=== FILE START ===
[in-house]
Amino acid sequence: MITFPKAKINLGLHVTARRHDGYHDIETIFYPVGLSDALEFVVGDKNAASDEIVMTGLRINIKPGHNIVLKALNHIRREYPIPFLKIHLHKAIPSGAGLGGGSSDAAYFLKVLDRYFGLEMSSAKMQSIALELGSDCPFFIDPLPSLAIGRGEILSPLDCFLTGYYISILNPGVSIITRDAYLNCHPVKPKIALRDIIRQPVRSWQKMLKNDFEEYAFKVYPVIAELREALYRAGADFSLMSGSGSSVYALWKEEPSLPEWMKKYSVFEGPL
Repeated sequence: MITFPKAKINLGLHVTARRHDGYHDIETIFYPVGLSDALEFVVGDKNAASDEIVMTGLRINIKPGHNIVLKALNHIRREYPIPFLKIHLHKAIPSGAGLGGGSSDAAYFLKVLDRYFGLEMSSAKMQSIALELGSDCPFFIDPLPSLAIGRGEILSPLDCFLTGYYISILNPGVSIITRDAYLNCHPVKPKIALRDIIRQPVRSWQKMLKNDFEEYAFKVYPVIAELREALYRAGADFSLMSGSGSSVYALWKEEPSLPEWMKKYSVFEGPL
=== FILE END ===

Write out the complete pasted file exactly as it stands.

[in-house]
Amino acid sequence: MITFPKAKINLGLHVTARRHDGYHDIETIFYPVGLSDALEFVVGDKNAASDEIVMTGLRINIKPGHNIVLKALNHIRREYPIPFLKIHLHKAIPSGAGLGGGSSDAAYFLKVLDRYFGLEMSSAKMQSIALELGSDCPFFIDPLPSLAIGRGEILSPLDCFLTGYYISILNPGVSIITRDAYLNCHPVKPKIALRDIIRQPVRSWQKMLKNDFEEYAFKVYPVIAELREALYRAGADFSLMSGSGSSVYALWKEEPSLPEWMKKYSVFEGPL
Repeated sequence: MITFPKAKINLGLHVTARRHDGYHDIETIFYPVGLSDALEFVVGDKNAASDEIVMTGLRINIKPGHNIVLKALNHIRREYPIPFLKIHLHKAIPSGAGLGGGSSDAAYFLKVLDRYFGLEMSSAKMQSIALELGSDCPFFIDPLPSLAIGRGEILSPLDCFLTGYYISILNPGVSIITRDAYLNCHPVKPKIALRDIIRQPVRSWQKMLKNDFEEYAFKVYPVIAELREALYRAGADFSLMSGSGSSVYALWKEEPSLPEWMKKYSVFEGPL